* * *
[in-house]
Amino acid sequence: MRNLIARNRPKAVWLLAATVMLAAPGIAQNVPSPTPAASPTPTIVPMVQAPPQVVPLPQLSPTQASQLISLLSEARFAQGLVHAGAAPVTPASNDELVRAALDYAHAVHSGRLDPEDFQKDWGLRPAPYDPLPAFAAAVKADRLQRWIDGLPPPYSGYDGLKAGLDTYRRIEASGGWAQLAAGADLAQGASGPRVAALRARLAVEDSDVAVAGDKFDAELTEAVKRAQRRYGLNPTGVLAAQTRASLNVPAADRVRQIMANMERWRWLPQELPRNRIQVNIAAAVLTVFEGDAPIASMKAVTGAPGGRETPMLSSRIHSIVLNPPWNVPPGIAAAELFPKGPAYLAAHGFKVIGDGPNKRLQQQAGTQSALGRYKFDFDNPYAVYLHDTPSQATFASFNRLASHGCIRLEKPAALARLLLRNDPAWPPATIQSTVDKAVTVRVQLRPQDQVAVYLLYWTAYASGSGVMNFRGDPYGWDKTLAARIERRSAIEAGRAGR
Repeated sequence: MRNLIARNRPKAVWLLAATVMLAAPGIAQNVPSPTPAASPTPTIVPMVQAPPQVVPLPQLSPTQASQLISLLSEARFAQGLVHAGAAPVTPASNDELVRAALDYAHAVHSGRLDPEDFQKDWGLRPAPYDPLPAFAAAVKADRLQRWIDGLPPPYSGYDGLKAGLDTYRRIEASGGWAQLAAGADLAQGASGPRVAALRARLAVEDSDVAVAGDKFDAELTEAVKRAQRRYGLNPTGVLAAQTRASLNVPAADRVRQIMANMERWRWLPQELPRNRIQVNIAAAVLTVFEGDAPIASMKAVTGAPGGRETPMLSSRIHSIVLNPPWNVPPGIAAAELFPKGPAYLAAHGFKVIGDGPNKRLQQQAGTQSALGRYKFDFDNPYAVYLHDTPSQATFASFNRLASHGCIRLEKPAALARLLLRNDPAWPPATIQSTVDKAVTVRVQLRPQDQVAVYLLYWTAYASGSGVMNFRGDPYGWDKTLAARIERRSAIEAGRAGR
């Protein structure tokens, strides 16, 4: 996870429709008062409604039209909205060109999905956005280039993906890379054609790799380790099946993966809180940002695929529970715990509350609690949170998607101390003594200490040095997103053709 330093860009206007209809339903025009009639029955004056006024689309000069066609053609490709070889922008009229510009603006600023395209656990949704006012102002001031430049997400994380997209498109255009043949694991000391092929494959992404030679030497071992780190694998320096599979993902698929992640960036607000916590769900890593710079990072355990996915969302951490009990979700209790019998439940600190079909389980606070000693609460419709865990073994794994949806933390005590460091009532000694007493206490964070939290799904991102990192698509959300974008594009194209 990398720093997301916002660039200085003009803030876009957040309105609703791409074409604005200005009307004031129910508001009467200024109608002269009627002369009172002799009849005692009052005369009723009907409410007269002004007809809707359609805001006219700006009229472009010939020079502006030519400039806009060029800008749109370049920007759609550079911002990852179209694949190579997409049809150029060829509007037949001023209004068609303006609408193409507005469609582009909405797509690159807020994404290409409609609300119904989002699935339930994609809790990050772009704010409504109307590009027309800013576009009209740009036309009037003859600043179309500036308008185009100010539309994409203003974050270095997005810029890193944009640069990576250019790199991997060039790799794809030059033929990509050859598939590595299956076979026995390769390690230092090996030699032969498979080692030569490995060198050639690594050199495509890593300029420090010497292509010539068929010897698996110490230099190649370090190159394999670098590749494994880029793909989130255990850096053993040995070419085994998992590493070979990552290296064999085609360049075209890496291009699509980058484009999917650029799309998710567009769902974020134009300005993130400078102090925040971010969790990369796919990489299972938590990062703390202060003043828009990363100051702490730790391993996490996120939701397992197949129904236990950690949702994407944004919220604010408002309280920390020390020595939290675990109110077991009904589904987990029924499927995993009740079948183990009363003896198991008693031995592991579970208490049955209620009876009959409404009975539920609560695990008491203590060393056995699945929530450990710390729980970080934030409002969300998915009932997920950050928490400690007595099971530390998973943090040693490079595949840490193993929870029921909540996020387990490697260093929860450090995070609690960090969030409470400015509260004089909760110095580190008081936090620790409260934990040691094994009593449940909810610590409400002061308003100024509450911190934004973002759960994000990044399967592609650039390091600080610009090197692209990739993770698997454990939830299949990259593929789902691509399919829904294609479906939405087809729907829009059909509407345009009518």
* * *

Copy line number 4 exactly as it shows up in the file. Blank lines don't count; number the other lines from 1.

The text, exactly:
């Protein structure tokens, strides 16, 4: 996870429709008062409604039209909205060109999905956005280039993906890379054609790799380790099946993966809180940002695929529970715990509350609690949170998607101390003594200490040095997103053709 330093860009206007209809339903025009009639029955004056006024689309000069066609053609490709070889922008009229510009603006600023395209656990949704006012102002001031430049997400994380997209498109255009043949694991000391092929494959992404030679030497071992780190694998320096599979993902698929992640960036607000916590769900890593710079990072355990996915969302951490009990979700209790019998439940600190079909389980606070000693609460419709865990073994794994949806933390005590460091009532000694007493206490964070939290799904991102990192698509959300974008594009194209 990398720093997301916002660039200085003009803030876009957040309105609703791409074409604005200005009307004031129910508001009467200024109608002269009627002369009172002799009849005692009052005369009723009907409410007269002004007809809707359609805001006219700006009229472009010939020079502006030519400039806009060029800008749109370049920007759609550079911002990852179209694949190579997409049809150029060829509007037949001023209004068609303006609408193409507005469609582009909405797509690159807020994404290409409609609300119904989002699935339930994609809790990050772009704010409504109307590009027309800013576009009209740009036309009037003859600043179309500036308008185009100010539309994409203003974050270095997005810029890193944009640069990576250019790199991997060039790799794809030059033929990509050859598939590595299956076979026995390769390690230092090996030699032969498979080692030569490995060198050639690594050199495509890593300029420090010497292509010539068929010897698996110490230099190649370090190159394999670098590749494994880029793909989130255990850096053993040995070419085994998992590493070979990552290296064999085609360049075209890496291009699509980058484009999917650029799309998710567009769902974020134009300005993130400078102090925040971010969790990369796919990489299972938590990062703390202060003043828009990363100051702490730790391993996490996120939701397992197949129904236990950690949702994407944004919220604010408002309280920390020390020595939290675990109110077991009904589904987990029924499927995993009740079948183990009363003896198991008693031995592991579970208490049955209620009876009959409404009975539920609560695990008491203590060393056995699945929530450990710390729980970080934030409002969300998915009932997920950050928490400690007595099971530390998973943090040693490079595949840490193993929870029921909540996020387990490697260093929860450090995070609690960090969030409470400015509260004089909760110095580190008081936090620790409260934990040691094994009593449940909810610590409400002061308003100024509450911190934004973002759960994000990044399967592609650039390091600080610009090197692209990739993770698997454990939830299949990259593929789902691509399919829904294609479906939405087809729907829009059909509407345009009518």